The Miami Circle comes full circle, hidden perhaps forever
By Michael Lewis
The archaeological site called the Miami Circle has now been known for almost a decade and still only a handful of people have ever seen the circle.
Under much civic pressure, the state paid $26.7 million for the site and still nobody knows what to do with it, or what it was for in the first place.
The long-term outlook now appears to be to hide the 2,000-year-old Tequesta Indian find underground in perpetuity — or right back where we started.
And the spot on the south bank of the mouth of the Miami River seems destined merely to become the front lawn of the Icon Brickell condo development, with few other visitors.
We'd have been $26.7 million better off never to have gotten involved in what was destined to be a condo project that might never have risen in the first place.
Back in April 1997, BCOM Co. bought the 1950s-era, three-story Brickell Point Apartments on the river's banks and planned to raze them to build 30- to 40-story condos. BCOM hired Wolfberg Alvarez & Partners to draw plans, though other developers questioned whether there was enough access past what then was the garage of the Sheraton Brickell hotel to get construction equipment in and out. Development was questionable.
But then BCOM got lucky in its $8 million investment at the site: Miami-Dade Archaeologist Bob Carr and his associates found a circular pattern of holes cut into the bedrock under the parking lot of the old apartments. Nearby were Indian artifacts. Study began.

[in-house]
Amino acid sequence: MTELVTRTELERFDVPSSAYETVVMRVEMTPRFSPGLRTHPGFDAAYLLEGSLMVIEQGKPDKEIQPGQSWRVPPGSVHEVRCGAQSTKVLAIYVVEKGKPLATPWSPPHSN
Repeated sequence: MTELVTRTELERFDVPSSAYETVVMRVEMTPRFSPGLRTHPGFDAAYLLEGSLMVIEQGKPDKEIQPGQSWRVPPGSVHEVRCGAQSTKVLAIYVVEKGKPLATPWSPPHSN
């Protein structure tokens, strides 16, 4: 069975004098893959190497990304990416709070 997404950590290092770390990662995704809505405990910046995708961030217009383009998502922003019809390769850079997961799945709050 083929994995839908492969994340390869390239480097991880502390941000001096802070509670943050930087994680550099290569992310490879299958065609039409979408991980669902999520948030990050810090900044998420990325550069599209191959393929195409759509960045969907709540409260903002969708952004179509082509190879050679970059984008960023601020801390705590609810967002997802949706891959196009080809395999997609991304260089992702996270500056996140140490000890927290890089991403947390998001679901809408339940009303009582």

"The agreement is that when they're ready to begin construction we'll leave," Mr. Carr told us in November 1998.
But construction never began. The next year, the Miami Herald learned of the find and campaigned to save the site. And it was saved when the county claimed the 2.2 acres by eminent domain and used the state's $26.7 million to buy the land.
Meanwhile, everyone tried to figure out how to display the circle to the public. There were county, state and federal studies. There were plans for covered walkways and covered display areas. But there was no more money. Enough money to buy the site, yes. Enough to use it, no.
While meeting after meeting was held to decide how to make the Miami Circle public, in 2003 the circle was buried again so the elements wouldn't destroy it. And it remains buried beside the construction site for the now-rising Icon Brickell towers.
Now the National Park Service, which last year forfeited control of the circle site to the management of the Historical Museum of Southern Florida, has issued a report with three possibilities and called for public suggestions by Feb. 22. The only financially feasible Park Service ideas both call for putting a marker on the land and leaving the circle buried — perhaps forever. The museum's current plans are similarly vague.
To put it all in perspective: after the circle was carefully buried to protect it, two more similar circles surrounded by Indian artifacts were dug up on the north bank of the Miami River as condo construction took place there. Nobody tried to preserve them, and the condos rose. Presumably, one circle is a unique archaeological site but several circles are just plain useless.
On the other hand, how important is it to the public to have a unique archaeological find that no one may ever see?